Khaled Moustafa was half asleep at his home in Farsta in southern Stockhom when he got a text from his sister Fatma urgently asking him to call the Greek coastguard. It was 3am.
The 40-year-old, who himself sought asylum in Sweden in 2012 after his suburb in the Syrian capital was "blown up", initially thought he was having a nightmare. But his worst fears were confirmed when she called him in tears a few minutes later, struggling to make her voice heard above the screams of her fellow passengers.
"She said 'please do something, the water is up to our bellies'," Moustafa told The Local on Wednesday.
"I got all these horrible images of her and her children sinking. I could imagine her gasping for air. She has a lot of phobias - she hates swimming and the beach. She had faced her fears to get on the boat and now she was dying," he went on, his voice breaking.
Khaled Moustafa's sister Fatma Moustafa, pictured in 2006. Photo: Private
According to Moustafa, his sister was one of 50 passengers on the boat, which was travelling to the Greek island of Kos from Turkey. But she was the only one whose phone was still working, because she had covered it in plastic to protect it from the water. He explained that Fatma, 31, was on the vessel with her husband and their three children under five. They were all hoping to seeking asylum in Germany.
"I opened my computer and I called the Greek coastguard," Moustafa continued.
"But the lady on the other side was not really helpful. She said 'we get a lot of people calling' and that the area was really big so she would not be able to locate her."
After briefly "freaking out" he then had a brainwave to call 112, the European number for the emergency services.
"I just thought 'let's give it a try'...The gentleman on the other side was very reassuring and said 'okay, give me her number' and said he would call back in five minutes."
The operator kept his word and told Moustafa that his relative's details had been passed on to international police, who would attempt to locate the boat using GPS.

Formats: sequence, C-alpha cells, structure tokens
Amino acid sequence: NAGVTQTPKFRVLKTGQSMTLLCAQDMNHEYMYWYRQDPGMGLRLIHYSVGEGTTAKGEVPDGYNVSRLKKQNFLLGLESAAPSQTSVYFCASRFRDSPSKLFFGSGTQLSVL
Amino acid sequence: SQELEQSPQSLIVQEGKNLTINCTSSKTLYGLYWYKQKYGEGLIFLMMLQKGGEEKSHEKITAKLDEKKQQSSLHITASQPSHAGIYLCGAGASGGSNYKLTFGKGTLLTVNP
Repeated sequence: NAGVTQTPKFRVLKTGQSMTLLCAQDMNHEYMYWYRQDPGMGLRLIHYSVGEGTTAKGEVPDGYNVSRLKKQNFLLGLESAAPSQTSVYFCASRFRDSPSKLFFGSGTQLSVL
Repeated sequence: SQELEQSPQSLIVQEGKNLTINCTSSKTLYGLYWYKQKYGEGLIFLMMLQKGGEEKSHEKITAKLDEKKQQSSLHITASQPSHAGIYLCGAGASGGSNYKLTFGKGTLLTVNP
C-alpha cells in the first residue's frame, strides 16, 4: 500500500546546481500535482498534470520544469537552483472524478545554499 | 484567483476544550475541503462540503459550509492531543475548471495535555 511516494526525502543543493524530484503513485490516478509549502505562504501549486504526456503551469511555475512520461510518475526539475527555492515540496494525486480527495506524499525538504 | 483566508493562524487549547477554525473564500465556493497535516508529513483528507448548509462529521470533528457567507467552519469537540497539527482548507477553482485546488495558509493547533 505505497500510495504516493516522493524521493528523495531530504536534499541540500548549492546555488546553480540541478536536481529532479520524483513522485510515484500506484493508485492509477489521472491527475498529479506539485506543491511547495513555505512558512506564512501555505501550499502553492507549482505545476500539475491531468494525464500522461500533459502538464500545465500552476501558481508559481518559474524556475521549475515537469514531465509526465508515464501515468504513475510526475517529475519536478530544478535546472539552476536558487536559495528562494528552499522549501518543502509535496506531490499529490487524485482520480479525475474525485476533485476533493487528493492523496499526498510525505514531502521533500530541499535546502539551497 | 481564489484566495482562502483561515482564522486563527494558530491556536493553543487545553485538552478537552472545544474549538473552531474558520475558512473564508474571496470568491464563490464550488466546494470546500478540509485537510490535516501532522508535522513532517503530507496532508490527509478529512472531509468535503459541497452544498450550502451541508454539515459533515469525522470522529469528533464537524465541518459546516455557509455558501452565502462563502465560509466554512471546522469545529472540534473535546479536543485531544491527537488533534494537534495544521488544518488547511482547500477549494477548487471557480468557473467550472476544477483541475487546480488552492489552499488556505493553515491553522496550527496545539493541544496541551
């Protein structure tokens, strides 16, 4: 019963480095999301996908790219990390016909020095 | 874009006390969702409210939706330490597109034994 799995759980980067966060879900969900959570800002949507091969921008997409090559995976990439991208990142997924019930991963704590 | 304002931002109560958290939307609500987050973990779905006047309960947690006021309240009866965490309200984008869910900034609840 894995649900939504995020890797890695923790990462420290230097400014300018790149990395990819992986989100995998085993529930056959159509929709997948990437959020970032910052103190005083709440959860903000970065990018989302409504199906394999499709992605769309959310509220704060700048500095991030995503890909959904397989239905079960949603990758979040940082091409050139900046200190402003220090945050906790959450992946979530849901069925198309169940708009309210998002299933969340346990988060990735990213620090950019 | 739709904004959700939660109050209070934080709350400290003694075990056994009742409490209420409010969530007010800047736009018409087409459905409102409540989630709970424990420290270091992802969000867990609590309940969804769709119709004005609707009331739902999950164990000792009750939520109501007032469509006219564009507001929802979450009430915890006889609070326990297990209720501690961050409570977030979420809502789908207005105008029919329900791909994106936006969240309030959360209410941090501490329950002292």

Around an hour later, the phone rang again. This time was his sister calling to explain that she had been rescued from the boat after being contacted by Greek authorities who had been given her number.
"She said 'they saved us, thank you, I will call you later'. It was a big 'hallelujah' moment and then my tears were of happiness," Moustafa said, adding that his sister and her family were now safe and well in Germany.
He explained that he would remain forever grateful to the Swedish phone operator who took his call but said that they had had no further contact since the rescue.
"I think his name was Christian...but I am not sure," he confessed.
Other Syrians arriving on Kos in Greece this summer. Photo: Thanassis Stavrakis/TT
The incredible search operation took place in July but only emerged in the Swedish media this week. Moustafa told The Local he had recently recounted the story to a Swedish friend he'd met on a coaching course in Oslo and that his contact had then shared it with a cousin who works at Swedish tabloid Expressen.
"I am surprised," said Moustafa, when asked by The Local about the reaction to his tale.
He said he hoped his family's trauma would encourage Swedish and international authorities to work to offer safer passages to Europe for asylum seekers, instead of leaving them to take what he refers to as "the boat of death".
"My parents are currently in Dubai...they are illegal," he explained.
"They have no residency and I want them to see my child, their grandchild, who was born a year ago. We have tried to reunite them with my family here in Sweden or my other brothers and sisters who are spread around the world but this has been rejected. Now they are talking about getting on the boat of death just like my sister did...They have no other option. It is absurd and disappointing."
Khaled Moustafa with his parents in 2008. Photo: Private
Moustafa - who spoke to The Local in both flawless English and a high level of Swedish - currently works in sales for the airline Emirates in Stockholm and as a freelance life and relationships coach
. He could afford to fly his parents - who are both almost 70 - to Sweden from Dubai, if they were granted a visa.
"To be fair to the Swedish authorities they are mostly doing a great job [to help asylum seekers] but it is like me cooking you a nice meal and only giving you half of it," he argues.
"I do not feel completely safe here because a part of me is not with me. When my child was born it was not a happy moment without my parents. Something was missing."
Khaled Moustafa pictured with his wife and four children in Sweden. Photo: Private